Sen. Mike Braun (R-Ind.) told CNN that it's difficult to vote to convict "when you think the process is flawed in the first place."

After calling Trump's conduct in the lead-up to the violent insurrection "inexcusable," Sen. Rob Portman (R-Ohio) told Buzzfeed Wednesday that "it's a bad precedent to be convicting former presidents, private citizens."

Mocking the absurdity of the GOP's procedural case for acquitting Trump, New York Times columnist Jamelle Bouie tweeted:

A two-thirds vote of senators present is required to convict Trump, meaning that—assuming the entire Senate Democratic caucus votes to convict—at least 17 Republican votes will likely be needed. According to the Washington Post's tally as of Thursday morning, only 12 Republican senators have indicated they are open to convicting the former president.

"There will be at least 44 [votes to acquit]," Sen. Rand Paul (R-Ky.) predicted in an interview with Politico Wednesday. "Everybody objects to that violence. Everybody is horrified by that violence. But the question is: Did the president incite that?"

"There really is no debating that Trump incited a deadly insurrection riot, no more so than we might debate that the earth is round."
—Christopher D. Cook

In a column for Common Dreams Thursday morning as House impeachment managers were set to deliver closing arguments in their case against Trump, journalist Christopher D. Cook argued that "there really is no debating that Trump incited a deadly insurrection riot, no more so than we might debate that the earth is round."

"Yet even now, when presented with the inarguable facts of how Trump's lies and incitements led directly to the deadly January 6 insurrection riots, even now, the Republican Party (save for a handful of brave leaders, who likely risk both electoral and death threats) has shown us they simply do not care about law and order when it comes to their own deadly deeds," Cook wrote.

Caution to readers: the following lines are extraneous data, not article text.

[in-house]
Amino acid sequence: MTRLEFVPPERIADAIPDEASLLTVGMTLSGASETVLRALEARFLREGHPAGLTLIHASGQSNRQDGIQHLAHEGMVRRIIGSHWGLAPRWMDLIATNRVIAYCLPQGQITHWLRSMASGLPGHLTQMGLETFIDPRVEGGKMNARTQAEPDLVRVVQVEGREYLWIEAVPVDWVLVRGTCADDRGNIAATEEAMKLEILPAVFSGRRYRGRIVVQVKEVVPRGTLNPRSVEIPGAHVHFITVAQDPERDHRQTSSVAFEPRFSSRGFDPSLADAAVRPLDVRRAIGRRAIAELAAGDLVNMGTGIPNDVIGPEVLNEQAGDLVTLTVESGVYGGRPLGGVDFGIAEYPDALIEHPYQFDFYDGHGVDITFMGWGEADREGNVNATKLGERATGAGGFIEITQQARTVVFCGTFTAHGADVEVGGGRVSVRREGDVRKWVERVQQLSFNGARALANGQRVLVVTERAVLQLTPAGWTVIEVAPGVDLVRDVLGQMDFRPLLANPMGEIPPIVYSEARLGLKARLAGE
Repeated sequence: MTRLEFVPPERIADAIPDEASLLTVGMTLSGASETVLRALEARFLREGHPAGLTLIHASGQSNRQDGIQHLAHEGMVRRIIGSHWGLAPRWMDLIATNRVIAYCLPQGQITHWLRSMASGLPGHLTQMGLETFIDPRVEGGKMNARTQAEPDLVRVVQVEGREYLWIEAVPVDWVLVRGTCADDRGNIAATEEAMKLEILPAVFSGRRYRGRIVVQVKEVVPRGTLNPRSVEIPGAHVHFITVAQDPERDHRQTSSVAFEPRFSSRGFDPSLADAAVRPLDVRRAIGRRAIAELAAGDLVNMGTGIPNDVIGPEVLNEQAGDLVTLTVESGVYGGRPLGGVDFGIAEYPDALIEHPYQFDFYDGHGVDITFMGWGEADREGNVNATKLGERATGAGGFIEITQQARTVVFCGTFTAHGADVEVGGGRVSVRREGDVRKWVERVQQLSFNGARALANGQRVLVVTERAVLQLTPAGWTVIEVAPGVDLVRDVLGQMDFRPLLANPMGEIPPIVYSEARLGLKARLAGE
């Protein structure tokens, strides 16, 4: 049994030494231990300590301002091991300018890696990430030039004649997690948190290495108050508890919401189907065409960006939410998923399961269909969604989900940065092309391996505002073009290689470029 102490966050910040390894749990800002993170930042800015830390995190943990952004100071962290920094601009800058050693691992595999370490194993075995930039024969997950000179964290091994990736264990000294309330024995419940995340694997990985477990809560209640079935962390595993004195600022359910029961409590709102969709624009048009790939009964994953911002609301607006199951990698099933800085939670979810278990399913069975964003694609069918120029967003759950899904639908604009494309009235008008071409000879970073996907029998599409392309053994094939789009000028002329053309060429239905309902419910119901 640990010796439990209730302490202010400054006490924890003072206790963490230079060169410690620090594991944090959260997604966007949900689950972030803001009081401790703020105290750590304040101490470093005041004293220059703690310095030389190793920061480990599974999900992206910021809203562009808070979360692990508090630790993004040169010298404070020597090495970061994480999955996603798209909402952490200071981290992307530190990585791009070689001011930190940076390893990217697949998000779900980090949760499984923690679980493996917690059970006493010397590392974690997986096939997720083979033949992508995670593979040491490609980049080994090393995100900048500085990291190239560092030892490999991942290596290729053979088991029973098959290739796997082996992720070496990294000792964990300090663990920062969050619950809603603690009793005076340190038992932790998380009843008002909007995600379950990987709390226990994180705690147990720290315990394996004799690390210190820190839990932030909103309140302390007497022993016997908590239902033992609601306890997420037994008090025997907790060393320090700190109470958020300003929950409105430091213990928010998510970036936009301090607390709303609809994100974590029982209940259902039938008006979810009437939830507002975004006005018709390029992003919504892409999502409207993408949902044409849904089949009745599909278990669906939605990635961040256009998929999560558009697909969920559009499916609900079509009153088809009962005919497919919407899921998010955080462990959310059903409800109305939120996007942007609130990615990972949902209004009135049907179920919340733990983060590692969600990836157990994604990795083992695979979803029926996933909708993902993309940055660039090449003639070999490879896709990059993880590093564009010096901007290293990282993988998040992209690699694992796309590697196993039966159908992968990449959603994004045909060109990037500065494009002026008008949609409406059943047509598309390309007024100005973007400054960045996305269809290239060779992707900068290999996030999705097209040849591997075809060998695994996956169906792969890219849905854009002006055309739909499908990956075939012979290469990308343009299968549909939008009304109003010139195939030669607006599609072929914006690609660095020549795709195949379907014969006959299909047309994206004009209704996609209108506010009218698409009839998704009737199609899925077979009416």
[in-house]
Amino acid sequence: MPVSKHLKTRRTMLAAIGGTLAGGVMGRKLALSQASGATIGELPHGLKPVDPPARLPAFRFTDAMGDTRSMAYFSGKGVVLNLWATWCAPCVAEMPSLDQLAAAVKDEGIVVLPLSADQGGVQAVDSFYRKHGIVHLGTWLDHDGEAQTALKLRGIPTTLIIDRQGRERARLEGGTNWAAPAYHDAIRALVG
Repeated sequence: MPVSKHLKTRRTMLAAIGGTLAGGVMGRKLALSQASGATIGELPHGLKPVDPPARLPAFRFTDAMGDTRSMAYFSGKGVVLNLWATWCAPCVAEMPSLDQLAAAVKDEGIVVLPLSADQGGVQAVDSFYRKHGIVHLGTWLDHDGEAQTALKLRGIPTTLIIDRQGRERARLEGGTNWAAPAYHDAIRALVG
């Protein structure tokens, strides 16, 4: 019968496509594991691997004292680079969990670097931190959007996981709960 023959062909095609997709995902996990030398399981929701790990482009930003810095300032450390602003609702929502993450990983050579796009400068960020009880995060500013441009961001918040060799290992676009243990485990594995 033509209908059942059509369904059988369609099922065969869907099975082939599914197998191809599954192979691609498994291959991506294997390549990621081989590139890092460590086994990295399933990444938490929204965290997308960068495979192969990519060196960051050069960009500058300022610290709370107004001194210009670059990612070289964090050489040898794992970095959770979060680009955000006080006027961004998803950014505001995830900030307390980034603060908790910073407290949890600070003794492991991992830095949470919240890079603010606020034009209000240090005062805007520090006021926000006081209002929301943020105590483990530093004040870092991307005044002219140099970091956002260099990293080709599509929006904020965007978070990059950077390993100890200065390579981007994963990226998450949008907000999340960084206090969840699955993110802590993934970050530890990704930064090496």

"If nothing more comes of the impeachment trial," Cook added, "let these truths at least spread far and wide: Trump lied and incited deadly riots; the Republican Party leadership aided and abetted; and when faced with opportunities to own these profoundly grievous acts—to accept responsibility and accountability—they ducked, blinked, and failed."

Following House Democrats' presentation on Wednesday, Walter Shapiro wrote for The New Republic that "we are watching an entire political party on trial, just one month after the failed putsch at the Capitol."

"Beyond Josh Hawley and Ted Cruz and their ilk," Shapiro added, referring to the Republican senators who voted to overturn the presidential election hours after the mob attack, "how can retiring Republicans with reasonable reputations like Ohio's Rob Portman and North Carolina's Richard Burr live with themselves as they ignore the evidence of Trump's determined efforts to overturn a free election?"

As Sen. Bernie Sanders (I-Vt.) put the stakes late Wednesday, "The Republican Party has a fundamental choice to make. It can be a conservative party that believes in democracy and the rule of law or it can be an authoritarian party that's built on conspiracy theories, violence and the Big Lie."

"But it cannot be both," said Sanders.